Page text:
Four months ago today, a 12 year old girl by the name of Ananya Vinay won the Scripps National Spelling Bee in Washington, DC. Happening that her first name begins with “A” leads to a question which leads to where this post is headed:

For some time now, I’ve been kicking around in my head the idea of a series of posts featuring old songs, each title of which is (or includes) a girl’s first name, beginning with “A” and continuing through the alphabet. I’ve hesitated to put this idea to the test for several reasons, the main one being that I question whether there is much of an audience today for one of my passions, namely old songs (loosely defined as 50+ years old). But then I thought: THE SPELL WITH IT! It’s my party….

So let’s get started. Fitting as it would be to get on the A Train with a song titled “Ananya,” I regret to say I know no such song. So I’m going to go with a gal who’s even older than I am, MISS ANNABELLE LEE. Hey, if she was good enough for Edgar Allan Poe, who wrote a famous poem titled ANNABELLE LEE, she’s good enough for me:

CONFUCIUS SAY HERE TODAY, GONE TOMORROW

Today is birthday of Chinese philosopher Confucius, born September 28, 551 BC (not to be Confucius-ed with Chinese philosopher who long Ago Too Young die like fool, choking on egg). Confucius, of course, left us even more wise old sayings than the inscrutable Charlie Chan, which was pen name of writer called None the Wiser (not to be Confucius-ed with his agent — a gent named Ah So).

In any case, in the interest of being fair and balanced and sly as a Fox, we herewith present selection of Confucius sayings to go along with those in CHARLIE CHAN post of Sept. 15. No matter which you prefer, may you benefit from their wisdom, and may all your male children be wise guys.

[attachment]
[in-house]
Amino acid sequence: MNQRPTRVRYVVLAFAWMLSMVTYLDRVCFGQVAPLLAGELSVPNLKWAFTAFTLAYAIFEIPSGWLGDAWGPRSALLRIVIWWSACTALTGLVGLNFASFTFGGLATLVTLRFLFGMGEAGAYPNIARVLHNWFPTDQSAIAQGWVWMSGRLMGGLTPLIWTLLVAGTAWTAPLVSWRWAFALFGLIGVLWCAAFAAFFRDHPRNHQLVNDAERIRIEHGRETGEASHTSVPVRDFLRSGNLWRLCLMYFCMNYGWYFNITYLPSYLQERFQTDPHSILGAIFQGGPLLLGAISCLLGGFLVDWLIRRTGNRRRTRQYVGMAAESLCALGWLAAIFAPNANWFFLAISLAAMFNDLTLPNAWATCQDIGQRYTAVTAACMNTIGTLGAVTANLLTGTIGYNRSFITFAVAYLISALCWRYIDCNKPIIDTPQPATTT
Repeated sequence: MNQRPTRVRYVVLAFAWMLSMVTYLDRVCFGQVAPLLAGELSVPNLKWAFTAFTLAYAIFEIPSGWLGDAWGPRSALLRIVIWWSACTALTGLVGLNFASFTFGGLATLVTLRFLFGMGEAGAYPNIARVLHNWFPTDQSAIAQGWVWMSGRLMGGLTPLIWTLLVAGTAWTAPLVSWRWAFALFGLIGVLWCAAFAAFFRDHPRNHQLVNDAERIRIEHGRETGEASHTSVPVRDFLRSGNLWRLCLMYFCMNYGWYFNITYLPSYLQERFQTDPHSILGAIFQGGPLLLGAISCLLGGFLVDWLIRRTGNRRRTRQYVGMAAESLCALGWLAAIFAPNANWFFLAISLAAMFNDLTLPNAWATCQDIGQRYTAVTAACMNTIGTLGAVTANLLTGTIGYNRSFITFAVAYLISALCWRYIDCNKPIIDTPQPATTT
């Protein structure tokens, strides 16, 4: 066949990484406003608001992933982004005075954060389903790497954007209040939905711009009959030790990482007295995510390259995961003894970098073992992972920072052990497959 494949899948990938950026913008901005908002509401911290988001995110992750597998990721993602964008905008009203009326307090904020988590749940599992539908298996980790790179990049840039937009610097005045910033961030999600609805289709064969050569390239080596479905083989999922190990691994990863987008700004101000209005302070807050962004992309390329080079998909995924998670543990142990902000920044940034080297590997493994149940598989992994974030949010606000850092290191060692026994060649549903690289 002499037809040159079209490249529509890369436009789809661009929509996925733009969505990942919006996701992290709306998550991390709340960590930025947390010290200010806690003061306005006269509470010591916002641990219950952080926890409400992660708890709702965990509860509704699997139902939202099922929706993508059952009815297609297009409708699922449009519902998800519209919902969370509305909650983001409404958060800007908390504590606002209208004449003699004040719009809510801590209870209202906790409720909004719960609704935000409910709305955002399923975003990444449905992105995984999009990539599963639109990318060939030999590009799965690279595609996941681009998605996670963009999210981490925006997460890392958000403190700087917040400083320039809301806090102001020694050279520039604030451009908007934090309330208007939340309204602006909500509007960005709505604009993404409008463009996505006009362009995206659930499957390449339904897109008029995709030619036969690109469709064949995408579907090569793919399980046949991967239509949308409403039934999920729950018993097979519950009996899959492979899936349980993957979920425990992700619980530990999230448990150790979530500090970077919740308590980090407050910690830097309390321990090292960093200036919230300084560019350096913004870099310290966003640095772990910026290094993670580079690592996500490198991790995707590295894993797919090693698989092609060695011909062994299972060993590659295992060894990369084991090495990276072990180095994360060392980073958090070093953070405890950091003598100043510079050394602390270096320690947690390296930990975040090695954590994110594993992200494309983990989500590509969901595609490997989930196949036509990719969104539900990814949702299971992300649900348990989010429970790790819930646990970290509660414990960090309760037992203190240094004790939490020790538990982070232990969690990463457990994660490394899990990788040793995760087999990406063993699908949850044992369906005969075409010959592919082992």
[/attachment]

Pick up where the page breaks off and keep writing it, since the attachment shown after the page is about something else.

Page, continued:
I hear and I forget. I see and I remember. I do and I understand.

The hardest thing of all is to find a black cat in a dark room, especially if there is no cat.

Real knowledge is to know the extent of one’s ignorance.

Only the wisest and stupidest of men never change.

He who knows all the answers has not been asked all the questions.

The funniest people are the saddest ones.

Sad to say, my work here is dumb….make that done. On second thought, maybe right first time.

 

MARSHAL LAW and SOILED DOVES

I have often not been asked who my favorite Old West marshal is. Just as often, I have not replied: “I have not often given it any thought.” I suppose that if, for some desperate reason (such as drawing a blank for something to write about for this post) I had given it any thought, I would’ve come up with Wyatt Earp, Wild Bill Hickok or Bat Masterson. Don’t ask me to name other famous marshals. Were there any other famous marshals?

Today is the 228th anniversary of the creation of the U.S. Marshal Service, so I decided to marshal my resources, round up a posse, and pursue my query. Unfortunately, it wasn’t posse-ble to corral volunteers for such a questionable undertaking; I will have to go it alone. If I don’t come out of this post alive, please pray that I have gone to a better place. Philadelphia will do.

As you may have noticed in the above clip, Mae West was mighty handy with a six-shooter….but in yesteryear’s wild and wooly West, female marshals were scarcer than beer and whiskey drinkers on the wagon in a one-horse town with two saloons — a sobering thought, indeed. Thus, it mae be necessary to put up wanted posters in order to uncover additional famous marshals (preferably female).

Well, that didn’t take long; there WERE female marshals in the Old West. Here they be:

https://glitternight.com/tag/female-marshals/

That appears to be the extent of their ranks — out of hundreds of marshals/deputy marshals, only four were of the fair sex. But that seems only fair. After all, 99% of the ‘bad guys’ were just that — ‘guys’ — so why should women be charged with maintaining law and order in the Wild West when almost all of the lawbreakers were men….though it’s no stretch to assume that certain upstanding citizens weren’t above regarding certain ladies as ‘hardened’ offenders:

As Jesus and mistermuse not often say (therefore it bares repeating):  Let he among you who is without sin cast the first stein.

Needless to say, I’ll drink to that!